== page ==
Racing games are often the only means of escape, especially for us folks that don’t have race cars to flaunt around Sepang on a weekly basis. However, racing games too can be a bit of a ‘hit-or-miss’ depending on what you’re looking for and what you’re playing on, i.e. PC, XBOX or PlayStation.

If you’re looking for something that can have custom cars and tunes, Assetto Corsa may be your best friend. An open world with beautiful scenery? Forza Horizon 5 is undoubtedly pretty through and through. Love detailed crashes that conforms to the law of physics? BeamNG.drive. Other than that, you have things such as F1 2021, Need For Speed etc.

However, if you love details and driving in particular, you have to get yourself Gran Turismo. While it is a PlayStation exclusive, Gran Turismo has become more than just a game at this rate. People from all over the globe have competed in the FIA-Certified Gran Turismo Championship with some having competed in the actual 24 Hours Of Nürburging after winning the championship.

Albeit, this was during the time of Gran Turismo Sport that was available on the Sony PlayStation 4. Gran Turismo Sport was more focused on online racing rather than the customizability of cars and the single player gameplay, which was a step in a different direction as compared to its predecessors. But now, they’re back.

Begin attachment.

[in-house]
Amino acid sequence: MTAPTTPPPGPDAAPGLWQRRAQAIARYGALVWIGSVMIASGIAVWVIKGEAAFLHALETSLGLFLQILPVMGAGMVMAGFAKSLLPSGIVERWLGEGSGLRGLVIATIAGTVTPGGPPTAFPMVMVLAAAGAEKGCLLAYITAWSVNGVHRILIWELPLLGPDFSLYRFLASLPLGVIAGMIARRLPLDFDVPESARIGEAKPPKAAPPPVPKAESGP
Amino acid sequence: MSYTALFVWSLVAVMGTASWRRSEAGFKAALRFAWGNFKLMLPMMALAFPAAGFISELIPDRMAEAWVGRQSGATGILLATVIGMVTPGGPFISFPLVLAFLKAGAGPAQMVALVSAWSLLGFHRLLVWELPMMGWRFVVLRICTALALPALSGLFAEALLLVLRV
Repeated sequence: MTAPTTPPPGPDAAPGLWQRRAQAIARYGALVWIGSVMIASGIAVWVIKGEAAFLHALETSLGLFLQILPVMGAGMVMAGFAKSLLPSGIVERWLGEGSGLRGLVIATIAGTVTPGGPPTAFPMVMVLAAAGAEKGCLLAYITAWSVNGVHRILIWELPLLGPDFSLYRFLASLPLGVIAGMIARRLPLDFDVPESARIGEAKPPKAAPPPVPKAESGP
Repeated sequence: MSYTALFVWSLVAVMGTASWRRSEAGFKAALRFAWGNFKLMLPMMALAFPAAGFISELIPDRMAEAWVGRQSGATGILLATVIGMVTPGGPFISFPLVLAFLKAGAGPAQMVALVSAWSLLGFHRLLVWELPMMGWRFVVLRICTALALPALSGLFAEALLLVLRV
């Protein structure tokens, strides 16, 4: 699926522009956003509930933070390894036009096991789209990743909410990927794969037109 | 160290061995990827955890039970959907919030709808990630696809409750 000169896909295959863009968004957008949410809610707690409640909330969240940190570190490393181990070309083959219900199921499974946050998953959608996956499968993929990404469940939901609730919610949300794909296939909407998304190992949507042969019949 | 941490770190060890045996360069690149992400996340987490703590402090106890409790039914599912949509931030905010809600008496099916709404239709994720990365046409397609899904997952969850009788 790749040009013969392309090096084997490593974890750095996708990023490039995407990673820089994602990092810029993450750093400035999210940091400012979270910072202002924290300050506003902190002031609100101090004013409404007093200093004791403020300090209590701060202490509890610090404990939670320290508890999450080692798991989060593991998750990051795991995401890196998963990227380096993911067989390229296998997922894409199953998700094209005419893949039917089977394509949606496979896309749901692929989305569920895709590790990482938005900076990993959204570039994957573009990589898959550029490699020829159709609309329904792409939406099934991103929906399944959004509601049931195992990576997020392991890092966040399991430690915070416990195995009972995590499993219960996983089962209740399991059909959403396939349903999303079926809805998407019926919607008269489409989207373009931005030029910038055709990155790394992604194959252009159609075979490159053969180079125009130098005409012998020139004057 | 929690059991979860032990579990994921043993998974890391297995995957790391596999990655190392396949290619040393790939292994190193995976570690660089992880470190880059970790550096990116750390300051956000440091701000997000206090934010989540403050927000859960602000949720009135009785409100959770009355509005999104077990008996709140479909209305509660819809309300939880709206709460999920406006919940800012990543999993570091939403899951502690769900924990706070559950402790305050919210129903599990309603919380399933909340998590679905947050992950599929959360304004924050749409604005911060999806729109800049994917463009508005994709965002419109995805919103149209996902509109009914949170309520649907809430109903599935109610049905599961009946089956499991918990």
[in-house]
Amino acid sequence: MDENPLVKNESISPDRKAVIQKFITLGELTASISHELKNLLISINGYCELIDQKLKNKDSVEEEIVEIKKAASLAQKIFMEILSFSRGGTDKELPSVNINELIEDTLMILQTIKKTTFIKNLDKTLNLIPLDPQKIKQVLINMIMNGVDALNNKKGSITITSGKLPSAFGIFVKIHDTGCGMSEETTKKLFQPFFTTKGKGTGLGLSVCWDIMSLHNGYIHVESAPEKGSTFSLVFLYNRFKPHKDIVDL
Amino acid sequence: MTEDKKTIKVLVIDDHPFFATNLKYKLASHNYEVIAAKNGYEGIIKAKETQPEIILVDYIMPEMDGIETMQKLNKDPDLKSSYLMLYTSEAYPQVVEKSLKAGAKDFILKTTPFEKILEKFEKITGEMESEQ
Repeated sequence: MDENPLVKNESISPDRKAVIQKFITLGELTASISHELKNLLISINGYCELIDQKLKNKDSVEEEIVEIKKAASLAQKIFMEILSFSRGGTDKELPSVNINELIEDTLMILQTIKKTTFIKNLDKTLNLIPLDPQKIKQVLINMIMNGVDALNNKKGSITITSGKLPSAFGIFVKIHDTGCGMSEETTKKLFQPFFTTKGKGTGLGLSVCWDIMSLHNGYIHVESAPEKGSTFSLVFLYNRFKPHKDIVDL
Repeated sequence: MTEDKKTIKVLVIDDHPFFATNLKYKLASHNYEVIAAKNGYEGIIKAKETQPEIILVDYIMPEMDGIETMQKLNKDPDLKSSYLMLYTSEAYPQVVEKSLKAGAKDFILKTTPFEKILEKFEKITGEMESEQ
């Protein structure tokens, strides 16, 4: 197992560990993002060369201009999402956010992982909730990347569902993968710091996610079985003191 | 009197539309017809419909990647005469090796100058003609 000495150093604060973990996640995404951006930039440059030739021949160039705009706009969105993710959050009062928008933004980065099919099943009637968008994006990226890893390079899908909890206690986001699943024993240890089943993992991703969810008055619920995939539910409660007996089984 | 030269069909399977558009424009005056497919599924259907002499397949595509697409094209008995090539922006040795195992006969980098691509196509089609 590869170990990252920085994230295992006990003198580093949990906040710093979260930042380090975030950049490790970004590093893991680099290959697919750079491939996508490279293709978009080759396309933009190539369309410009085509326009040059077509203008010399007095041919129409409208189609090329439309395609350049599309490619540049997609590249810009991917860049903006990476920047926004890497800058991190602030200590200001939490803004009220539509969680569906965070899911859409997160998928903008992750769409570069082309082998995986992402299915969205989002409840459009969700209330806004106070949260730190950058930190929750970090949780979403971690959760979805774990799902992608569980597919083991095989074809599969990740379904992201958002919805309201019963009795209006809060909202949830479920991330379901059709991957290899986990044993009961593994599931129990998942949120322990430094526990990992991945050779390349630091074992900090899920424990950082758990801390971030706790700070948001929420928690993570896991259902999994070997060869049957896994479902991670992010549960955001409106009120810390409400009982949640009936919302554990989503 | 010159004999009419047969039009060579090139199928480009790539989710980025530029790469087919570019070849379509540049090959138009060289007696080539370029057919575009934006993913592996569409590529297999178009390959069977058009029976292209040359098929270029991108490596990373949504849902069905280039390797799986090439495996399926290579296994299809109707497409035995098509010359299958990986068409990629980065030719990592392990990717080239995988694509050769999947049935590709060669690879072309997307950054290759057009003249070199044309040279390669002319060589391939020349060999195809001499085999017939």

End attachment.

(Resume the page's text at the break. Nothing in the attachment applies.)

Welcome To Gran Turismo 7

I may be a tad biased to the Gran Turismo series as the game really sparked my passion for cars since the early 2000s. I even find myself occasionally vibin’ to the ‘East City’ theme from Gran Turismo 2. I even bought a PlayStation specifically for Gran Turismo and nothing else which is why I’m probably getting another PlayStation just for Gran Turismo 7.

Launching in March for the PlayStation 4 and PlayStation 5, Gran Turismo 7 returns to its roots with fan-favourite tracks, cars, license tests and even used car dealerships. While it may sound odd to people who don’t play them, fans completely understand why these are probably the best things to return to the franchise.

Not only that, the makers of Gran Turismo, Polyphony Digital, are adding a lot more than just nostalgia but we’ll talk more about that soon.